In 1997, Einhorn was tracked down and arrested in Champagne-Mouton, France, where he had been living under the name "Eugene Mallon." The extradition process, however, proved more complex than it was initially envisioned, and contrasted the different interpretations that France and the U.S. have of the concept of the "right to a fair trial". Under the extradition treaty between France and the United States, either country may refuse extradition if it finds that the defendant may not get a fair trial.

Einhorn's defense attorneys, including Dominique Tricaud and the Human Rights League (LDH), argued that Einhorn would face the death penalty if returned to the United States. France, like many countries which have abolished the death penalty, does not extradite defendants to jurisdictions which retain the death penalty without assurance that the death penalty will be neither sought nor applied. Pennsylvania authorities pointed out that at the date of the murder, Pennsylvania did not have the death penalty and therefore Einhorn could not be executed, due to provisions in the U.S. and Pennsylvania Constitutions regarding ex post facto law. However, a second issue soon arose: French law and the European Court of Human Rights require a new trial when the defendant was tried in absentia, hence was unable to present his defense. On this basis, the court of appeals of Bordeaux rejected the extradition request.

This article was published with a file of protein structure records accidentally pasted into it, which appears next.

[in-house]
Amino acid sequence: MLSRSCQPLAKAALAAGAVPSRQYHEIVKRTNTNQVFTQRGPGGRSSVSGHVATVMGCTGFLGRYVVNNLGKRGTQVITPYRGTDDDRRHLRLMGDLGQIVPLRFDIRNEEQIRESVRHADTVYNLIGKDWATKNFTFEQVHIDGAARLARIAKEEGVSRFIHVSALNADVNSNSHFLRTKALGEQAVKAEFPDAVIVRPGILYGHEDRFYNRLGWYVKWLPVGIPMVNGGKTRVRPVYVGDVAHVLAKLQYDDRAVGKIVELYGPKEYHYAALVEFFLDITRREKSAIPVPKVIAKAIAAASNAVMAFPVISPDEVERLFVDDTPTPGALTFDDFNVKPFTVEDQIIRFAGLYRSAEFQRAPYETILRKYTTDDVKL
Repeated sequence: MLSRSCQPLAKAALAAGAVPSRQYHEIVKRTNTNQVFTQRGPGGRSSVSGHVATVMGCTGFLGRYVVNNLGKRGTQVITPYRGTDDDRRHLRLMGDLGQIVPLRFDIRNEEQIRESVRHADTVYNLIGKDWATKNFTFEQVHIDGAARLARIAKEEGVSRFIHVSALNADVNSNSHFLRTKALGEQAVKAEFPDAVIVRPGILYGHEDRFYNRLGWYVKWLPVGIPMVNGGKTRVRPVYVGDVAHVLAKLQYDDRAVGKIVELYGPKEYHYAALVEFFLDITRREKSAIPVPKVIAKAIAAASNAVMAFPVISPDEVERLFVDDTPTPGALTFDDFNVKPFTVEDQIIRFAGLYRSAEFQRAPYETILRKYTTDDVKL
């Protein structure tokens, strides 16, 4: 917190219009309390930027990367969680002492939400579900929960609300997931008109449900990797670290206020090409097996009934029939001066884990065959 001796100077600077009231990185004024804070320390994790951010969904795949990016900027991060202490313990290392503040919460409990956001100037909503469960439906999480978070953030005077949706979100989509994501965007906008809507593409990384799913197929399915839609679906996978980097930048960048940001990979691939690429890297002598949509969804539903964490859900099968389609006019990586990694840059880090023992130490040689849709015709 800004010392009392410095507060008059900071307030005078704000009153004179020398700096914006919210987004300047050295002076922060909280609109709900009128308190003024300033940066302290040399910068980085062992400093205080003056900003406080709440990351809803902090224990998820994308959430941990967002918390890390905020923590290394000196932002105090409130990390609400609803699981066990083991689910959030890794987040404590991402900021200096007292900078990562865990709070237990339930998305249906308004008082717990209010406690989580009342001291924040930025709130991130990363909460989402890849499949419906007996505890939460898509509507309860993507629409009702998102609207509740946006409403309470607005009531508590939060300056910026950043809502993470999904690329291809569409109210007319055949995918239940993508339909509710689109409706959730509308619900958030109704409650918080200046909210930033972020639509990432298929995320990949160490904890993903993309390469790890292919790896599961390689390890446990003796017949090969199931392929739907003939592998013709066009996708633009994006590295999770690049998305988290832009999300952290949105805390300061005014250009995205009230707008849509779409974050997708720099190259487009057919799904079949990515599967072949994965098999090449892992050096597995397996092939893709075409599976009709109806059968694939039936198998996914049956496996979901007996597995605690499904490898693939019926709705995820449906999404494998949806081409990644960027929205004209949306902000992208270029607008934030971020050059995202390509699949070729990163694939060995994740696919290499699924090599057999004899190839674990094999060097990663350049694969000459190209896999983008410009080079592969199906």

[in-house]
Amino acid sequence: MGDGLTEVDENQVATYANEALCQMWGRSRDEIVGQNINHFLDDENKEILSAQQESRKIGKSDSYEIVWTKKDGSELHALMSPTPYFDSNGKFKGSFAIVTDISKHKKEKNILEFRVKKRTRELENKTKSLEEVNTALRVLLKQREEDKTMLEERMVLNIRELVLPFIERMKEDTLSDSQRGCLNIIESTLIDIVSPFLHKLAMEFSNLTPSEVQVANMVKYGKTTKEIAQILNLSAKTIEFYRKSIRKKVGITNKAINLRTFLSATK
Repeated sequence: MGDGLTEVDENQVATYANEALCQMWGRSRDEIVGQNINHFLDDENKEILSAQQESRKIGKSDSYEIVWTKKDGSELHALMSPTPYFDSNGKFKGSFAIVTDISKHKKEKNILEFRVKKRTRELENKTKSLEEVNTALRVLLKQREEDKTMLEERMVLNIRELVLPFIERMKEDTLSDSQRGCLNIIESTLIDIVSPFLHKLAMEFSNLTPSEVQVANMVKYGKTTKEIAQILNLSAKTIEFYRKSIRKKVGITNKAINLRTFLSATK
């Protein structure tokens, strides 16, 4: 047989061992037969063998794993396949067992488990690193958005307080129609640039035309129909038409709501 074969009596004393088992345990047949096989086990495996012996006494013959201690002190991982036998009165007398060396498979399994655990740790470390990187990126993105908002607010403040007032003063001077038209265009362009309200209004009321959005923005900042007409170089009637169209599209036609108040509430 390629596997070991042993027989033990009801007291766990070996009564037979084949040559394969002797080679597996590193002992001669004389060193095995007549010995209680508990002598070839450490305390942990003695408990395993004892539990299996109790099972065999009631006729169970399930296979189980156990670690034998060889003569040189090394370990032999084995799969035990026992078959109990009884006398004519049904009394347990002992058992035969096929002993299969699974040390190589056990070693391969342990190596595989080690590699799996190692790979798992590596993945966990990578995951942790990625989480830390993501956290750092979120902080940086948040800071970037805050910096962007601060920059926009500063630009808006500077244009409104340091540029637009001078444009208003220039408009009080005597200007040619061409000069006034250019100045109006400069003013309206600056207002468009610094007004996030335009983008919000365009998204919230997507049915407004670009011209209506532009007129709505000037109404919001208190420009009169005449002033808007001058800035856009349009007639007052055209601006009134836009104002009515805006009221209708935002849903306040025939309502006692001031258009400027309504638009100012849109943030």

Following the court's decision, thirty-five members of the US Congress sent a letter to President Jacques Chirac of France, asking for Einhorn's extradition. However, under France's doctrine of the separation of powers, which was invoked in this case, the President cannot give orders to courts and does not intervene in extradition affairs.

As a consequence of this refusal, in order to secure the extradition of Ira Einhorn, the Pennsylvania legislature passed in 1998 a bill (nicknamed the "Einhorn Law") allowing defendants convicted in absentia to request another trial. The bill was, however, criticized as being unconstitutional (as it was argued that the legislature cannot overrule a final judgment handed down by a court), and Einhorn's attorneys tried to use this to get French courts to deny the extradition again, on the grounds that the law would be inapplicable. However, the French court ruled itself "incompetent"[3] to evaluate the constitutionality of foreign laws. Another point of friction with the U.S. was that the court freed Ira Einhorn under police supervision — French laws put restrictions on remand (the imprisonment of suspects awaiting trial). Einhorn was then the focus of intense surveillance by the French police.